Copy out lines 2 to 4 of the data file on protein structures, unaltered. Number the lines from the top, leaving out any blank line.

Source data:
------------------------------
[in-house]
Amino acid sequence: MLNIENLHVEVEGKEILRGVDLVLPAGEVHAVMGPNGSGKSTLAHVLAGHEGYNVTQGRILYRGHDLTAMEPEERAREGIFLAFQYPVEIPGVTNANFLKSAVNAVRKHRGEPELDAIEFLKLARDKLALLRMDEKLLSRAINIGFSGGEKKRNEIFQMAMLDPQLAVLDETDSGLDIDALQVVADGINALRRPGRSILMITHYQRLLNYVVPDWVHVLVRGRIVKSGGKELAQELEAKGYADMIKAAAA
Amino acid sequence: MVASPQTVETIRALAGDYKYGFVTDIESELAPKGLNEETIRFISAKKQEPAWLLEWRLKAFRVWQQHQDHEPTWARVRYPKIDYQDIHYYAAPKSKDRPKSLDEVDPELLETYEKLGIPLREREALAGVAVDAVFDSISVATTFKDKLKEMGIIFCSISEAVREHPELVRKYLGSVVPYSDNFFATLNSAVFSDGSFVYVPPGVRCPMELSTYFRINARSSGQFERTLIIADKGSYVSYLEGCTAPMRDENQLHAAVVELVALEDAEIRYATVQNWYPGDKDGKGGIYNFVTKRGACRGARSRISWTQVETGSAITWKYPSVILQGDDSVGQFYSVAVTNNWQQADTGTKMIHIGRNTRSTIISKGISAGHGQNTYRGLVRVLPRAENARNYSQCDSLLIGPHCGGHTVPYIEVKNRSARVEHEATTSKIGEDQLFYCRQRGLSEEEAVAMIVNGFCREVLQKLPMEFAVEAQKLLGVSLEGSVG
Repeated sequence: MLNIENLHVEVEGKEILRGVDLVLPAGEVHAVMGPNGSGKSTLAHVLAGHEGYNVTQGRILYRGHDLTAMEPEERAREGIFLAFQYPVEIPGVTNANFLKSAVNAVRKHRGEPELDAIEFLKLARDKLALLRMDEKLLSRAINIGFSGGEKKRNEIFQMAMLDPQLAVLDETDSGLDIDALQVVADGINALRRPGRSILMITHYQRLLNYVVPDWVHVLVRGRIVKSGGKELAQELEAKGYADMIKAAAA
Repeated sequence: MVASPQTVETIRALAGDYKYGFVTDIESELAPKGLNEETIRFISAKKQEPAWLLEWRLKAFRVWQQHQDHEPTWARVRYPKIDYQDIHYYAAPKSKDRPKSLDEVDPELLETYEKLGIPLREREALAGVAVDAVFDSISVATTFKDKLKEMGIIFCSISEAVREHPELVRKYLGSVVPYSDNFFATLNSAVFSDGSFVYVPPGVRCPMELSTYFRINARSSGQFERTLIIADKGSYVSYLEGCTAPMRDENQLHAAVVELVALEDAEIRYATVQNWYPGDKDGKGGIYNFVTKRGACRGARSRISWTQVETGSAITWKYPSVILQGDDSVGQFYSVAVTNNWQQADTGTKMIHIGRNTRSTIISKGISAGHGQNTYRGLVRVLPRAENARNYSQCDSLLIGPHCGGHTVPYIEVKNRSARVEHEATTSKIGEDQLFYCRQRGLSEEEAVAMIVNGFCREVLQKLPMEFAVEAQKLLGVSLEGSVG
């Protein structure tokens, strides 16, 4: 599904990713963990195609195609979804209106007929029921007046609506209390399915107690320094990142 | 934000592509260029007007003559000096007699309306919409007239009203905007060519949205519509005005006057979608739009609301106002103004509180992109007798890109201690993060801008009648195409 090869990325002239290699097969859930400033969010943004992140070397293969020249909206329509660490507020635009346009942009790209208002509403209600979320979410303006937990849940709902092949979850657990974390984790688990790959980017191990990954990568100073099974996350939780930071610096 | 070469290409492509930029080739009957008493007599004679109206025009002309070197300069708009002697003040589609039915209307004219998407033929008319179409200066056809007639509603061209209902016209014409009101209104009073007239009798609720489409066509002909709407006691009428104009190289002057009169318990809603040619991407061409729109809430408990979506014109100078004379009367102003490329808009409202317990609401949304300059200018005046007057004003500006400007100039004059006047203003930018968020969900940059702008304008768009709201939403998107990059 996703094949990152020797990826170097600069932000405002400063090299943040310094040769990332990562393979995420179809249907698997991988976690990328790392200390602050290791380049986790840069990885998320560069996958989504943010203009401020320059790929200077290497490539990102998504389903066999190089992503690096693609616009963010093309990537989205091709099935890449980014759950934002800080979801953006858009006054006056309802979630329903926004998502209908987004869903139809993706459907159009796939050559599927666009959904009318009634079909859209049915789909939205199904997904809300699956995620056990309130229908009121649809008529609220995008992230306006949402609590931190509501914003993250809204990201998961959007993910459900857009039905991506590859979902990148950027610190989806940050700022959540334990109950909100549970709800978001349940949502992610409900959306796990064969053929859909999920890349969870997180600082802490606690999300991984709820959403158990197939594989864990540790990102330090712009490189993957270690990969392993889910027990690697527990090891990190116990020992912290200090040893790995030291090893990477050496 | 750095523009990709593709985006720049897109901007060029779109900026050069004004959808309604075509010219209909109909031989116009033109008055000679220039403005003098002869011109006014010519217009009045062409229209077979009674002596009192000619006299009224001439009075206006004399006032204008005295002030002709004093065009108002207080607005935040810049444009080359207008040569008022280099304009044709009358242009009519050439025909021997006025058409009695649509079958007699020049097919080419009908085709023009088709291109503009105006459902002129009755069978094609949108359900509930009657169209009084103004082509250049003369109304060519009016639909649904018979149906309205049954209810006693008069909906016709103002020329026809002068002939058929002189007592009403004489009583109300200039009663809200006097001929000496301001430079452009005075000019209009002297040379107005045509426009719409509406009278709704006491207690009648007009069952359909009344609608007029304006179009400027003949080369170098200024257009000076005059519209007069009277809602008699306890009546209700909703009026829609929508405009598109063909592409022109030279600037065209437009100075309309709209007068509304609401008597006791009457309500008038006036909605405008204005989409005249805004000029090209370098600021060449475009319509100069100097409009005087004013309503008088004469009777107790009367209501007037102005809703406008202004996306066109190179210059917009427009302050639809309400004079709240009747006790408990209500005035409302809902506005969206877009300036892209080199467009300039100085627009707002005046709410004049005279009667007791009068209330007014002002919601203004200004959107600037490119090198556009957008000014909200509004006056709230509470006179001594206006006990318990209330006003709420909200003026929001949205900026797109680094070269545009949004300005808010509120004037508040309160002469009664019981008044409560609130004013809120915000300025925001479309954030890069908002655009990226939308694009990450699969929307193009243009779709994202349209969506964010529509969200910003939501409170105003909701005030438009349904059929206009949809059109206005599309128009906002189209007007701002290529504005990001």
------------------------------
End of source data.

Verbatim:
Amino acid sequence: MLNIENLHVEVEGKEILRGVDLVLPAGEVHAVMGPNGSGKSTLAHVLAGHEGYNVTQGRILYRGHDLTAMEPEERAREGIFLAFQYPVEIPGVTNANFLKSAVNAVRKHRGEPELDAIEFLKLARDKLALLRMDEKLLSRAINIGFSGGEKKRNEIFQMAMLDPQLAVLDETDSGLDIDALQVVADGINALRRPGRSILMITHYQRLLNYVVPDWVHVLVRGRIVKSGGKELAQELEAKGYADMIKAAAA
Amino acid sequence: MVASPQTVETIRALAGDYKYGFVTDIESELAPKGLNEETIRFISAKKQEPAWLLEWRLKAFRVWQQHQDHEPTWARVRYPKIDYQDIHYYAAPKSKDRPKSLDEVDPELLETYEKLGIPLREREALAGVAVDAVFDSISVATTFKDKLKEMGIIFCSISEAVREHPELVRKYLGSVVPYSDNFFATLNSAVFSDGSFVYVPPGVRCPMELSTYFRINARSSGQFERTLIIADKGSYVSYLEGCTAPMRDENQLHAAVVELVALEDAEIRYATVQNWYPGDKDGKGGIYNFVTKRGACRGARSRISWTQVETGSAITWKYPSVILQGDDSVGQFYSVAVTNNWQQADTGTKMIHIGRNTRSTIISKGISAGHGQNTYRGLVRVLPRAENARNYSQCDSLLIGPHCGGHTVPYIEVKNRSARVEHEATTSKIGEDQLFYCRQRGLSEEEAVAMIVNGFCREVLQKLPMEFAVEAQKLLGVSLEGSVG
Repeated sequence: MLNIENLHVEVEGKEILRGVDLVLPAGEVHAVMGPNGSGKSTLAHVLAGHEGYNVTQGRILYRGHDLTAMEPEERAREGIFLAFQYPVEIPGVTNANFLKSAVNAVRKHRGEPELDAIEFLKLARDKLALLRMDEKLLSRAINIGFSGGEKKRNEIFQMAMLDPQLAVLDETDSGLDIDALQVVADGINALRRPGRSILMITHYQRLLNYVVPDWVHVLVRGRIVKSGGKELAQELEAKGYADMIKAAAA